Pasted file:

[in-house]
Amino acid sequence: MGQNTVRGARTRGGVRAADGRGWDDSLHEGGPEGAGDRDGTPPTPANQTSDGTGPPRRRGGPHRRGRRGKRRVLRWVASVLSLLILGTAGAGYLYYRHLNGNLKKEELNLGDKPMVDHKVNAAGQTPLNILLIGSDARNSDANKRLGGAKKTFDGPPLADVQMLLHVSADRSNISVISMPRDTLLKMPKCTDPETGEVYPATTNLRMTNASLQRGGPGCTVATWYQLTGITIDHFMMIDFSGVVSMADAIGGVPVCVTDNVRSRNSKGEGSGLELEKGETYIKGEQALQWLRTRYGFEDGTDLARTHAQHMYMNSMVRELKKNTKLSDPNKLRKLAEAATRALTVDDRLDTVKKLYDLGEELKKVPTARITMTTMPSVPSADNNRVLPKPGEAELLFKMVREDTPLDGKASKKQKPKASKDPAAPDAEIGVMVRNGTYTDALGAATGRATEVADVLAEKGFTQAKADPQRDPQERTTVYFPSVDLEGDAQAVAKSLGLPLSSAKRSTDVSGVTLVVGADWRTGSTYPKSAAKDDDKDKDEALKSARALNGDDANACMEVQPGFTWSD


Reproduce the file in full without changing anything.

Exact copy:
[in-house]
Amino acid sequence: MGQNTVRGARTRGGVRAADGRGWDDSLHEGGPEGAGDRDGTPPTPANQTSDGTGPPRRRGGPHRRGRRGKRRVLRWVASVLSLLILGTAGAGYLYYRHLNGNLKKEELNLGDKPMVDHKVNAAGQTPLNILLIGSDARNSDANKRLGGAKKTFDGPPLADVQMLLHVSADRSNISVISMPRDTLLKMPKCTDPETGEVYPATTNLRMTNASLQRGGPGCTVATWYQLTGITIDHFMMIDFSGVVSMADAIGGVPVCVTDNVRSRNSKGEGSGLELEKGETYIKGEQALQWLRTRYGFEDGTDLARTHAQHMYMNSMVRELKKNTKLSDPNKLRKLAEAATRALTVDDRLDTVKKLYDLGEELKKVPTARITMTTMPSVPSADNNRVLPKPGEAELLFKMVREDTPLDGKASKKQKPKASKDPAAPDAEIGVMVRNGTYTDALGAATGRATEVADVLAEKGFTQAKADPQRDPQERTTVYFPSVDLEGDAQAVAKSLGLPLSSAKRSTDVSGVTLVVGADWRTGSTYPKSAAKDDDKDKDEALKSARALNGDDANACMEVQPGFTWSD